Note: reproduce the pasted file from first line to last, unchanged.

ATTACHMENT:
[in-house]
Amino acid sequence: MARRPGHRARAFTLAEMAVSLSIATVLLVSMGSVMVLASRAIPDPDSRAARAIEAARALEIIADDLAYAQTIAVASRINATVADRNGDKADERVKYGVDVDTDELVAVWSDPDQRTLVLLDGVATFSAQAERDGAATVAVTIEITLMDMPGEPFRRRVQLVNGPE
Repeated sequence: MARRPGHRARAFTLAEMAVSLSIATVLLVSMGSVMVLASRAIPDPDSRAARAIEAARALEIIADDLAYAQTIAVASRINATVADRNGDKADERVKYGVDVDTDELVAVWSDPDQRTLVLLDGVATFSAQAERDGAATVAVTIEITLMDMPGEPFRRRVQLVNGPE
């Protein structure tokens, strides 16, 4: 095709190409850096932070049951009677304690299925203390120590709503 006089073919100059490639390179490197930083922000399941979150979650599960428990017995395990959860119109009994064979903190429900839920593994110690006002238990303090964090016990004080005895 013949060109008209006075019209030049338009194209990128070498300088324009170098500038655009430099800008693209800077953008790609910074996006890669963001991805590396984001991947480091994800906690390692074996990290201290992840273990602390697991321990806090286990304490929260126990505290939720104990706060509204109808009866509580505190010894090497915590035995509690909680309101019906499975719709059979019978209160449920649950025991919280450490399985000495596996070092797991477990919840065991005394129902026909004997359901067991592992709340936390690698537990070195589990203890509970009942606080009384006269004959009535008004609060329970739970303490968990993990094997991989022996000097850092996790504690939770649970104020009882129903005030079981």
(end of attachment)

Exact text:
[in-house]
Amino acid sequence: MARRPGHRARAFTLAEMAVSLSIATVLLVSMGSVMVLASRAIPDPDSRAARAIEAARALEIIADDLAYAQTIAVASRINATVADRNGDKADERVKYGVDVDTDELVAVWSDPDQRTLVLLDGVATFSAQAERDGAATVAVTIEITLMDMPGEPFRRRVQLVNGPE
Repeated sequence: MARRPGHRARAFTLAEMAVSLSIATVLLVSMGSVMVLASRAIPDPDSRAARAIEAARALEIIADDLAYAQTIAVASRINATVADRNGDKADERVKYGVDVDTDELVAVWSDPDQRTLVLLDGVATFSAQAERDGAATVAVTIEITLMDMPGEPFRRRVQLVNGPE
């Protein structure tokens, strides 16, 4: 095709190409850096932070049951009677304690299925203390120590709503 006089073919100059490639390179490197930083922000399941979150979650599960428990017995395990959860119109009994064979903190429900839920593994110690006002238990303090964090016990004080005895 013949060109008209006075019209030049338009194209990128070498300088324009170098500038655009430099800008693209800077953008790609910074996006890669963001991805590396984001991947480091994800906690390692074996990290201290992840273990602390697991321990806090286990304490929260126990505290939720104990706060509204109808009866509580505190010894090497915590035995509690909680309101019906499975719709059979019978209160449920649950025991919280450490399985000495596996070092797991477990919840065991005394129902026909004997359901067991592992709340936390690698537990070195589990203890509970009942606080009384006269004959009535008004609060329970739970303490968990993990094997991989022996000097850092996790504690939770649970104020009882129903005030079981």